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Mammals

Science Spotlights

A deer in a grassy area.
This research modeled deer densities and land classes, which substantiated that deer occurred at greater densities in deciduous forests and lower densities in agricultural and residential development.
A pronghorn
Identifying and enhancing habitat for large ungulates in the Great Basin has become an increased priority. To aid in this effort, we mapped current and future habitat and corridor areas for pronghorn across this region. 
Cage bottom with surrounding grass
  Ecological restoration commonly emphasizes reestablishing native plant communities under the assumption that restoring plant communities will also restore wildlife, but this assumption is rarely tested. We demonstrate that actively restoring exotic-dominated grasslands to more native plant communities can passively restore the structure and function of native small mammal communities. However, restored consumer functions like seed predation...
A picture of a small cage with abundant blanket flowers.
A recent meta-analysis collating global results from seed predation studies found that small mammals may structure plant communities around the world, with an interesting twist – in deserts where seeds are relatively small, they suppress large-seeded plants, but in systems like tropical forests, where seed sizes are much larger, they tend to suppress relatively small seeded plant species.
A screenshot of the eDNAtlas Results Map for the Western United States.
Because of its advantages relative to traditional sampling techniques, environmental DNA (eDNA) sampling is being rapidly adopted to address questions about the distribution of species in streams across the United States. The eDNAtlas provides occurrence information for over 50 species from more than 12,000 samples and assists organizations in collecting more samples for specific areas and species. 
A lynx wearing a radio collar walking in snow.
Canada lynx depend on boreal and subalpine forests that have been structured by natural disturbances for millennia.  The management conundrum is how to salvage beetle-killed trees, while also conserving this iconic species.  We instrumented Canada lynx with GPS collars to learn how they used beetle-impacted forests.  Our research informed how to balance timber salvage with species conservation.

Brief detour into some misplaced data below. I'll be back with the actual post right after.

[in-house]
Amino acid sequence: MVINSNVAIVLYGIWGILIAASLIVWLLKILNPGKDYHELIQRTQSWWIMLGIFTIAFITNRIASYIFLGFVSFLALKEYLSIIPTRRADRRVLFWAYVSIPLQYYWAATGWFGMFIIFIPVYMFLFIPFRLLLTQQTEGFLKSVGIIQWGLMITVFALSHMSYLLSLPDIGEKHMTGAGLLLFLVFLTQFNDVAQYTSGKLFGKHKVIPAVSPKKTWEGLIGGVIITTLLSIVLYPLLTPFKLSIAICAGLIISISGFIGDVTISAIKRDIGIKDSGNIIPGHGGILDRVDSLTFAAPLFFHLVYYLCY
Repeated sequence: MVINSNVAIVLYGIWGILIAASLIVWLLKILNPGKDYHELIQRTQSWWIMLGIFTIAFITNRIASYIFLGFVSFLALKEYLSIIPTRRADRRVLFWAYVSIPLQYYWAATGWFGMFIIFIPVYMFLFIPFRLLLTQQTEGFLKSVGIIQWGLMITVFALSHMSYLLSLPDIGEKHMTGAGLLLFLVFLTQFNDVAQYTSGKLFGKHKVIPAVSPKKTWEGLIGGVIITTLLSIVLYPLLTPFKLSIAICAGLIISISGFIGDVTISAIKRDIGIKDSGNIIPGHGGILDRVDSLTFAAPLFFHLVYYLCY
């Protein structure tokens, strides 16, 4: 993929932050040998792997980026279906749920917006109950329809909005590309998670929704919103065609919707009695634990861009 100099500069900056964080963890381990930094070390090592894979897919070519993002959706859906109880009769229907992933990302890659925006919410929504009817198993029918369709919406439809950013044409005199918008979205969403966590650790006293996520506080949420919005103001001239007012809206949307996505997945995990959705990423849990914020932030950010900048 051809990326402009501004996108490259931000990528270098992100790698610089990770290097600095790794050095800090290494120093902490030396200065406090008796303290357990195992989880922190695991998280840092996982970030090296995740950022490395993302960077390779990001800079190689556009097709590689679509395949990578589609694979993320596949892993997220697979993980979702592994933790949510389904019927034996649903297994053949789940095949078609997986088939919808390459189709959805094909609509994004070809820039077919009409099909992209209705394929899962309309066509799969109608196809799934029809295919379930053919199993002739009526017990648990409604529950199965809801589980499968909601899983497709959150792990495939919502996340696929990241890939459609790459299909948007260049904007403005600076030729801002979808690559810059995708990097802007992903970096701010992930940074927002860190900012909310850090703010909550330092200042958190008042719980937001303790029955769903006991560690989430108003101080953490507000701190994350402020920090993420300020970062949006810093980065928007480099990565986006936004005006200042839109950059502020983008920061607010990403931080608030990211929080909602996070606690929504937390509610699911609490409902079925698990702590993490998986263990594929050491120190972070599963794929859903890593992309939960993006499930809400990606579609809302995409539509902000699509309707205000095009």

A suspected lynx has triggered this photo from a game camera in Montana (photo credit: Don Heffington).
A new project showed that animal footprints in snow contain enough DNA for species identification, even when the snow was many months old. The study extracted DNA from snow samples collected within animal tracks as well as areas where the animal had been photographed months earlier. Newly developed genetic assays were applied and positively detected the DNA of each species, performing nearly flawlessly on samples previously considered too poor...
Sheltered from wind and scorching heat, a seedling takes root in mature biological soil crust (photo by Neal Herbert, National Park Service).
Human activity has led to a global decline in biodiversity across all trophic levels, reducing the ability of ecosystems to maintain key functions. The loss of various species in an ecosystem has wide-reaching effects by reducing the numerous and often hidden species-species and species-environment interactions. These disruptions ultimately lead to changes and declines in the ecosystem’s functionality. 
A closeup shot of a lynx face
The management of Canada lynx habitat is an issue that has generated much debate and litigation across the Northern (Montana, Idaho) and Southern (Colorado, Wyoming) Rocky Mountains. This species depends almost exclusively on snowshoe hare for food during winter, and this prey species is sensitive to changes in forest composition and structure. Research conducted by scientists at the Rocky Mountain Research Station, in collaboration with...
National Genomics Center stream water filter setup for eDNA sample collection
The National Genomics Center for Wildlife and Fish Conservation pioneered development of eDNA sampling of aquatic environments at their laboratory in Missoula, MT. The Center has partnered with dozens of National Forests, as well as other state, federal, tribal, and private natural resource organizations to assist in the collection and processing of eDNA samples. Thousands of eDNA samples are collected annually and constitute a rapidly growing...

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